Go Ahead, Sing Along: When Television Is Karaoke Half a million people have bought the TV show Glee's version of Journey's song "Don't Stop Believing." The show's winning formula is to transform an original song without its reeking of a knockoff.
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Go Ahead, Sing Along: When Television Is Karaoke

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Go Ahead, Sing Along: When Television Is Karaoke

Go Ahead, Sing Along: When Television Is Karaoke

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STEVE INSKEEP, host:

You might hear something familiar when you turn on the television. The hit show "Glee" is about high school kids singing top 40 songs in their glee club. Half a million people have bought their version of "Don't Stop Believing." Commentator Shana Naomi Krochmal says the art of the cover song is big business for music and for television.

(Soundbite of song, "Don't Stop Believing")

SHANA NAOMI KROCHMAL: Go ahead. Sing along to Journey. Everyone's doing it.

(Soundbite of song, "Don't Stop Believing")

Unidentified Man #1: (Singing) Just a small town girl living in a lonely world. She took the midnight train going anywhere.

KROCHMAL: There's an easy, built-in irony when a show choir full of outcast kids can bring such shameless enthusiasm to songs that may have once seemed all played out.

(Soundbite of song, "Don't Stop Believing")

Unidentified People: (Singing) Don't stop believing. Hold on to that feeling...

KROCHMAL: There's also some basic economics at work. It's generally just cheaper to license the rights to cover a song than it is to use the original recording. And that's especially appealing to TV shows working on a limited budget.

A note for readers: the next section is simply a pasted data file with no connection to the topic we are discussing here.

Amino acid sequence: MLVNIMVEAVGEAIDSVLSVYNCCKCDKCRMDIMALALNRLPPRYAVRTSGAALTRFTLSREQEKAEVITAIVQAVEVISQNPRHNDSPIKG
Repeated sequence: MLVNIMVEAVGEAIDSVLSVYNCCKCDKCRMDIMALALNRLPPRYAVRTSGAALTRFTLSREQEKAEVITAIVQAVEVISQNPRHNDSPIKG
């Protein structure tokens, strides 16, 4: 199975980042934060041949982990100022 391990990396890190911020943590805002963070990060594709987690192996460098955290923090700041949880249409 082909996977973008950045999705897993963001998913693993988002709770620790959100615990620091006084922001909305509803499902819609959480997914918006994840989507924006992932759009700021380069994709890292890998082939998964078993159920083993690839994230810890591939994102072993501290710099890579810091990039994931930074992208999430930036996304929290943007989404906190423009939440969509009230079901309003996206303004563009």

(Soundbite of TV show, "Dancing with the Stars")

Unidentified Man #2: Dancing the quick step, Kelly Osbourne and her partner Louis van Amstel.

KROCHMAL: Still, that's no excuse for the lame lounge versions on ABC's "Dancing with the Stars."

(Soundbite of sing, "99 Balloons")

Unidentified Woman: (Singing) Ninety-nine red balloons floating in the summer sky. Panic bells...

KROCHMAL: No one is rushing out to buy that. So how do you make a song shine like new? It has to transform the original without reeking of a karaoke knockoff. Take a cue from "American Idol." It's a show created to discover the chart toppers of tomorrow by making them sing the hits of yesterday.

(Soundbite of song, "Mad World")

Mr. ADAM LAMBERT (Singer): (Singing) Mad world...

KROCHMAL: When Adam Lambert sang "Mad World" on this year's "Idol," it went back to Gary Jules' take from "Donnie Darko," but also to the Tears for Fears original from 1982. Lambert's "Mad World" charted at number 19 on the Billboard Hot 100, far higher than either of his predecessors.

This recycled approach is as old as the music industry. For decades, charts combined the sales of all versions - so the more singers who took on a song, the better the chance of having a number one hit.

And films did it too. When "Singin' in the Rain" opened in 1952, there wasn't an original song in it.

(Soundbite of song, "Singin' in the Rain")

Mr. GENE KELLY: (Singing) I'm dancing and singing in the rain.

KROCHMAL: The movie was advertised as a vehicle for the songs you like - a blatant appeal for the same kind of hand-me-down nostalgia that's fueling the sales of Glee's albums today.

Falling for the cover of a song you long ago wrote off can be a little embarrassing - but we're all hardwired to have a soft spot for the familiar. Just consider it an encore.

INSKEEP: That totally original commentary comes from Shana Naomi Krochmal, who covers music for Current.com

(Soundbite of song, "Don't Stop Believing")

Unidentified People: (Singing) Don't stop believing. Hold onto that feeling. Streetlights, people. Don't stop believing. Hold onto that feeling. Streetlights, people. Don't stop...

INSKEEP: Somehow they stopped. This is NPR News.

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